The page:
So while I sort of get the first part of this week's Gospel reading, I can't really begin to say that is so about the second part.  Except for what I catch on the evening news or skim on my news feed, I don't know much of nations rising against nations.  I have experienced tremors here in Northern Illinois --- even ones that can wake you in the night --- but not great earthquakes.  I have never known hunger nor plague and I certainly don't know what Jesus is getting at when he talks about dreadful portents and great signs from heaven.    

For that matter, what comes next is pretty foreign to me, too.  I know nothing of the sort of persecution Jesus speaks of now.  Nor have I experienced betrayal at the hands of trusted loved ones. And while some may see what I do as irrelevant, I'm not sure I've ever done anything offensive enough to stir up hatred in another.  At least not lately...

This was not the case when these words were first recorded and passed on. Those who first heard them knew precisely of what Jesus spoke. And I would venture to say there are people in the world today with whom these words resonate as well. For those who hear them as meant for them, these are surely meant to be words of promise and hope. For them the words they must cling to are those at the end of this section where Jesus assures them that not even a hair on their heads will perish. That all they have to do is hang on.  And yet, while these words do speak to some how do they speak in the world I am called to serve?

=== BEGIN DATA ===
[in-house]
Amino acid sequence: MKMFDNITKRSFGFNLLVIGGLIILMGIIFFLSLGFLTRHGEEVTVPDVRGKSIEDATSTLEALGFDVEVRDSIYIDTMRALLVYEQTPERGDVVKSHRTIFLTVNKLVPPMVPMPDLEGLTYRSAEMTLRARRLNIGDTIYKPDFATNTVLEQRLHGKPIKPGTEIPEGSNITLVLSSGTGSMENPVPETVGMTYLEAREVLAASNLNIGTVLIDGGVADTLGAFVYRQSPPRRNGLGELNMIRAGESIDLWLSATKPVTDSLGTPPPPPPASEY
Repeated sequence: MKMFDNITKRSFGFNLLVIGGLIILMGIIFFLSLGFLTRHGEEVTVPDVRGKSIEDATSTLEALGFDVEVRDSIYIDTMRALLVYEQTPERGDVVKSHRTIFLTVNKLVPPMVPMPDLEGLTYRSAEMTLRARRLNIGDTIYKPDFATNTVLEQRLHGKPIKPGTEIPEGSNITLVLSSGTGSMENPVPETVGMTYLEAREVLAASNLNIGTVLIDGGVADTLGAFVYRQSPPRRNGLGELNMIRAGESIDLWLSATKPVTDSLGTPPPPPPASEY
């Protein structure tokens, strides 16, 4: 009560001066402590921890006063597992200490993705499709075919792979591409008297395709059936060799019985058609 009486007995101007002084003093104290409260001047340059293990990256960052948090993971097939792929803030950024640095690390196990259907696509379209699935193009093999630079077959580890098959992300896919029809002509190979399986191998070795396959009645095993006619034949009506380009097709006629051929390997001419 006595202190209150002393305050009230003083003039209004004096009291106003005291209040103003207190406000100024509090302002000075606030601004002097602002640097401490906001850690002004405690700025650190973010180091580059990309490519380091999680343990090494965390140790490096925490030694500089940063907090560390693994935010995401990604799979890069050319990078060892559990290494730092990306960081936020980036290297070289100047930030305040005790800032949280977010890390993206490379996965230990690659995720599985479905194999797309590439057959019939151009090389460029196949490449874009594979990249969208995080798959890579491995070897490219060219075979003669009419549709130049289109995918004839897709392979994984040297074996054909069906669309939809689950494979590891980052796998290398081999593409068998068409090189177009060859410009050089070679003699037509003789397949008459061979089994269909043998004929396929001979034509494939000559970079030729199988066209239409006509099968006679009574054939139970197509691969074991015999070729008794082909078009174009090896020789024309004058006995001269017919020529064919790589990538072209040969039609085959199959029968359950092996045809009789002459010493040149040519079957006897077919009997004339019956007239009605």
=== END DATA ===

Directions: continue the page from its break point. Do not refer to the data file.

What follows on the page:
Indeed, how do these words resonate in a time and place where I sit in a warm office on a brilliant November morning as I scratch out these words today?  How do they speak in a world where all I have to do is simply turn off the news of the rising death count as a result of the typhoon which has just devastated the Philippines?  Where I have become numb to the report of another wounding or death by gunshot of an innocent child in the nearby city of Chicago?  Where I find myself looking away from the sign at the cash register line informing those using LINK cards that their benefits have been cut, so they had better check their balance?